message = name
    } else {
        message = homePlanet
    }
    return message
}

Unions

  • SwiftGraphQL

When fetching a union you should provide selections for each of the union sub-types. Additionally, all of those selections should resolve to the same type.

let characterUnion = Selection<String, Unions.CharacterUnion> {
    try $0.on(
        human: .init { try $0.funFact() /* String */ },
        droid: .init { try $0.primaryFunction() /* String */ }
    )
}

You'd usually want to create a Swift enumerator and have different selecitons return different cases.

Interfaces

  • SwiftGraphQL

Interfaces are very similar to unions. The only difference is that you may query for a common field from the intersection.

let characterInteface = Selection<String, Interfaces.Character> {

    /* Common */
    let name = try $0.name()

    /* Fragments */
    let about = try $0.on(
        droid: Selection<String, Objects.Droid> { droid in try droid.primaryFunction() /* String */ },
        human: Selection<String, Objects.Human> { human in try human.homePlanet() /* String */ }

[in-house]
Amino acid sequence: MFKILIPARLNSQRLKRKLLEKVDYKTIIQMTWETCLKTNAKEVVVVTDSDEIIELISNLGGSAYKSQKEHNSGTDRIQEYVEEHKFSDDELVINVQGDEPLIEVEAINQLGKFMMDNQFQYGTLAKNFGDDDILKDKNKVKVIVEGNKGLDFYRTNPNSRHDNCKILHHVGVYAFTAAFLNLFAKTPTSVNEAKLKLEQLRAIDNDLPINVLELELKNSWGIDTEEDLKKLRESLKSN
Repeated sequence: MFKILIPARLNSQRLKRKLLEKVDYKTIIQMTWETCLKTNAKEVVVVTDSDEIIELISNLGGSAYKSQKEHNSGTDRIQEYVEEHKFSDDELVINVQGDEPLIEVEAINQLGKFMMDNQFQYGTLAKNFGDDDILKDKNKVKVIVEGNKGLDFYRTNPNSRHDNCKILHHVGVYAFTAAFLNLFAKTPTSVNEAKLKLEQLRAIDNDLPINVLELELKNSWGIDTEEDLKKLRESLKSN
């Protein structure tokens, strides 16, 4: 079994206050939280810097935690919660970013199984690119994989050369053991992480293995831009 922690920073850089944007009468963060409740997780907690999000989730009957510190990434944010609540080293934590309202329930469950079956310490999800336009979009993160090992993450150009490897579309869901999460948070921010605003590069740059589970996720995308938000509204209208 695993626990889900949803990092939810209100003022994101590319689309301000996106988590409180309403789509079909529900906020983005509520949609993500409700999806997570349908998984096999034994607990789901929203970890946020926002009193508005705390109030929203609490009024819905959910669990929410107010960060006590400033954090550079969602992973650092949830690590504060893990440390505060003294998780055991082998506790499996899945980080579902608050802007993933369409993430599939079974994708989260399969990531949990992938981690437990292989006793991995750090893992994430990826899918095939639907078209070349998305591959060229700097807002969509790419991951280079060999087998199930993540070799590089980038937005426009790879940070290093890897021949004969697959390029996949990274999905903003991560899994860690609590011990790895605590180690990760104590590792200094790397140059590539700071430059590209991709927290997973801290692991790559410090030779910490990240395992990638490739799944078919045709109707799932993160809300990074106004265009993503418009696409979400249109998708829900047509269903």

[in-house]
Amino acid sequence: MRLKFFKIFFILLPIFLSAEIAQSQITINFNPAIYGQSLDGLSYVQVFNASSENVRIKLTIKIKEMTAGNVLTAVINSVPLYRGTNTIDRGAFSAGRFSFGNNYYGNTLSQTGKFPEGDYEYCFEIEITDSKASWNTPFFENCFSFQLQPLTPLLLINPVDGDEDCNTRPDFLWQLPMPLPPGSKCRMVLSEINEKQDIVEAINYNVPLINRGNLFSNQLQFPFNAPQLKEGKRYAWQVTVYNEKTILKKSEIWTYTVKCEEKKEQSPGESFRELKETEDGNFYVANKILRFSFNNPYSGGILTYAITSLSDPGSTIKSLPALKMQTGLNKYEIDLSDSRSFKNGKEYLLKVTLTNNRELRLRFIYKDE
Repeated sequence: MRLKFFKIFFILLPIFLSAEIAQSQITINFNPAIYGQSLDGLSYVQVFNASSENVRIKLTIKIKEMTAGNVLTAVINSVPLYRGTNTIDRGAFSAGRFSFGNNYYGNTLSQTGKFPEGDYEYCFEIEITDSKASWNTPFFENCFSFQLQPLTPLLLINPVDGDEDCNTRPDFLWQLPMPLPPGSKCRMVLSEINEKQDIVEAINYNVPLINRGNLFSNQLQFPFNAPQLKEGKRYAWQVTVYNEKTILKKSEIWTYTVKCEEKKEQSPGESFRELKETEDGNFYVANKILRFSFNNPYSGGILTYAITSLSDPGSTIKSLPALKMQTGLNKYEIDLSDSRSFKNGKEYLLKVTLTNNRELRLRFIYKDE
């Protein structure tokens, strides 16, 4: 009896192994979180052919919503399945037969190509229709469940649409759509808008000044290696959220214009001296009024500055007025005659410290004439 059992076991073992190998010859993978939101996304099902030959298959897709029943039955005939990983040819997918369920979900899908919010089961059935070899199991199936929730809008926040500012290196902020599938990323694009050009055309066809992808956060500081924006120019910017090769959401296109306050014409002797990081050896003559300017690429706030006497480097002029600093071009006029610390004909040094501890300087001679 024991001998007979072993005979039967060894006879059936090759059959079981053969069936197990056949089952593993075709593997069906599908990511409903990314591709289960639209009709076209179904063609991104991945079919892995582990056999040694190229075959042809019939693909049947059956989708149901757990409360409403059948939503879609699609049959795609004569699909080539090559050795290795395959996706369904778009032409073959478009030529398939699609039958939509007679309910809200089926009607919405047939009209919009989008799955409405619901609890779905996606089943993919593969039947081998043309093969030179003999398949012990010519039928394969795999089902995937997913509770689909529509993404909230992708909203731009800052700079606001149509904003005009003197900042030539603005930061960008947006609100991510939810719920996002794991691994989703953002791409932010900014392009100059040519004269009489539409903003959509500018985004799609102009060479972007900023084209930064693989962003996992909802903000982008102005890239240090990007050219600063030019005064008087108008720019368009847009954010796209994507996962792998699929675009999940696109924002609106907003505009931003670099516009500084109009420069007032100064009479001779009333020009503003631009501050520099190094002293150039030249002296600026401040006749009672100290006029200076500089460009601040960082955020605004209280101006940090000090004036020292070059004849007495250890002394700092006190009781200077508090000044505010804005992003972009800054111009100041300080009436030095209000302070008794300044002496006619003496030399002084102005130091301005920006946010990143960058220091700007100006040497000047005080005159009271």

)

    return "\(name). \(about)"
}

You'd usually want to create a Swift enumerator and have different selecitons return different cases.

OptionalArgument

  • SwiftGraphQL

GraphQL's null value in an input type may be entirely omitted to represent the absence of a value or supplied as null to provide null value. This comes in especially handy in mutations.

Because of that, every input object that has an optional property accepts an optional argument that may either be .present(value), .absent() or .null(). We use functions to support recursive type annotations that GraphQL allows.

NOTE: Every nullable argument is by default absent so you don't have to write boilerplate.

Codecs - Custom Scalars

  • SwiftGraphQL

SwiftGraphQL lets you implement custom scalars that your schema uses. You can do that by conforming to the Codec protocol. It doesn't matter where you implement the codec, it should only be visible to the API so that your app compiles.

public protocol Codec: Codable & Hashable {
    associatedtype WrappedType
    static var mockValue: WrappedType { get }
}

You should provide a codec for every scalar that is not natively supported by GraphQL, or map it to an existing Swift type. You can read more about scalar mappings below, in the generator section of the documentation.

// DateTime Example
struct DateTime: Codec {
    private var data: Date

    init(from date: Date) {
        self.data = date
    }

    // MARK: - Public interface

    var value: String {
        let formatter = DateFormatter()
        formatter.locale = Locale(identifier: "fr")
        formatter.setLocalizedDateFormatFromTemplate("dd-MM-yyyy")

        return formatter.string(from: self.data)
    }

    // MARK: - Codec conformance